The Planetary Society, with Bill Nye, succeeds with LightSail despite a number of setbacks.
You might have heard of Bill Nye. Super famous science guy known for getting kids all over the world excited about science? Well, check out his latest project: LightSail!
NASA might not be sending anyone into space any time soon, but other groups are taking up the slack and planning ahead. Part of that plan is finding new ways of fueling space travel.
Bill and his team at the Planetary Society, the nonprofit group behind the mission, launched LightSail on May 20th. LightSail employs a new way of zipping through space using photons from the sun that push against the spacecraft’s Mylar wings, propelling the spacecraft forward, just like ships use the wind to skim along the water’s surface. The sail is very thin, thinner even than human hair, and as large as a big bedroom. Scientists, including Carl Sagan, have wondered for decades if a light sail would work. Now we’re finding out.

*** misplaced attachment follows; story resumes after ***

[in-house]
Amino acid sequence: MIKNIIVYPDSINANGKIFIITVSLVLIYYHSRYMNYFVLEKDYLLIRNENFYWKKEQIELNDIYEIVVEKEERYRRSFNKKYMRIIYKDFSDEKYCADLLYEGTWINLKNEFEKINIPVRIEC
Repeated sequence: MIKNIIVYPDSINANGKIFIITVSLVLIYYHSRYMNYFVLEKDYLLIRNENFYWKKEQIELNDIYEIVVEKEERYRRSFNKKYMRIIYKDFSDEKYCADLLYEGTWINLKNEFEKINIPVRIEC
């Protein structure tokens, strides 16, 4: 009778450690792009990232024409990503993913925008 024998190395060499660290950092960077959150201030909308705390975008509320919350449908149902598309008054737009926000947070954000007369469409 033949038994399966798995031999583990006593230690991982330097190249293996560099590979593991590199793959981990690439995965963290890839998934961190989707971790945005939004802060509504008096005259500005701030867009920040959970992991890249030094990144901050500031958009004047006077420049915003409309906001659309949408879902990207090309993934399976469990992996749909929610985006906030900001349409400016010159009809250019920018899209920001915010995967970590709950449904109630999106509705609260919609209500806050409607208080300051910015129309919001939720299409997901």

Headlines about LightSail since its launch have included words like “setback” and “glitches” and “problems.” It has not been smooth sailing for LightSail. The spacecraft fell out of radio communications twice and refused to do what its engineers told it to.
But…on Monday, the group finally got hints, in the form of garbled images, that LightSail was doing its job, and on Tuesday a clear picture arrived. The first LightSail selfie!
This is a great story for a few reasons. First, Bill Nye is a good storyteller who knows how kids perceive the power of science. You can be sure the kids who watch his videos are going to be well-versed in the study of space travel. Second, it’s a fantastic example of how to deal with failure. Try, try again! Learn from your mistakes! Don’t take radio silence for an answer! Third, what’s more inspiring than discovering a new way of traversing the sky?
And even more exciting, those of us stuck here on Earth might catch a glimpse of this new technology. Are you on the map? Make a plan to try and see LightSail!
This version of LightSail is going to drop out of orbit within days, but another LightSail will be launched next year to a higher orbit so scientists can attempt controlled solar sailing. Maybe that attempt will go more smoothly. But even if it doesn’t, we’ll keep trying.